If the grantor of the trust is also a trustee, a separate income tax return may not be needed for the trust. If a grantor makes gifts from the trust during his or her lifetime, generally the gifts are considered as being made by the grantor and may be subject to the gift tax. After the grantor’s death, any property in a grantor trust is included in the grantor’s estate and subject to the estate tax.

Note: Due to the Taxpayer Relief Act of 1997, if the grantor dies after August 5, 1997, a grantor trust can be combined with the decedent’s estate for federal tax purposes. This means that only one tax return would need to be filed, and the trust could take advantage of tax benefits-such as passive losses-from the combined tax return.

Factors to consider

When considering a grantor trust, you should also consider other factors, such as state laws and the type of asset(s) you want to transfer to the trust. For example, if you are considering transferring real estate, the transfer to a trust legally changes the title of ownership to the trust. When doing so, you must take into account whether there is a mortgage on the property. If so, check with the bank or institution that holds the mortgage to see if the title can be transferred without affecting the mortgage; the loan could become payable in full upon transfer.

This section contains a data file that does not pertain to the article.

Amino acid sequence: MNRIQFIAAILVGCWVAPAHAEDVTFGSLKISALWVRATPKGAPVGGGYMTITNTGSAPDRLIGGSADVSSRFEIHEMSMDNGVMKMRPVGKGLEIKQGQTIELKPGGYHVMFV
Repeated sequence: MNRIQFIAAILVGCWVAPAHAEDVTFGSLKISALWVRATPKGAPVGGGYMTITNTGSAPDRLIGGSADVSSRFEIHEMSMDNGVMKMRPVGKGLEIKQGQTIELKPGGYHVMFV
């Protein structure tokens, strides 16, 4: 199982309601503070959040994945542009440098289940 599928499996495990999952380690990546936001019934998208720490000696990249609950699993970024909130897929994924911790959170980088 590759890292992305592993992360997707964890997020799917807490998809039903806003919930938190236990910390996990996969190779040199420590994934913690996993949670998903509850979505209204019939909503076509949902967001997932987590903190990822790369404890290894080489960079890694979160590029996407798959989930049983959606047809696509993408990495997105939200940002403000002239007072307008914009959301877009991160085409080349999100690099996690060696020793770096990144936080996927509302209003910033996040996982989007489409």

If the real estate is owned in another state, a grantor trust could help reduce probate costs in the other state. Many times if the owner of property is domiciled in another state, the property may be subject to probate and transfer taxes in those states. However, the trust laws of the state should be carefully reviewed as each state has its own trust requirements. For example, some states require that the trustee be a resident of the state.

If you would like further information on grantor trusts, please contact our office.

Direct Transfer of Some Annuity Funds into Another Annuity Is Nontaxable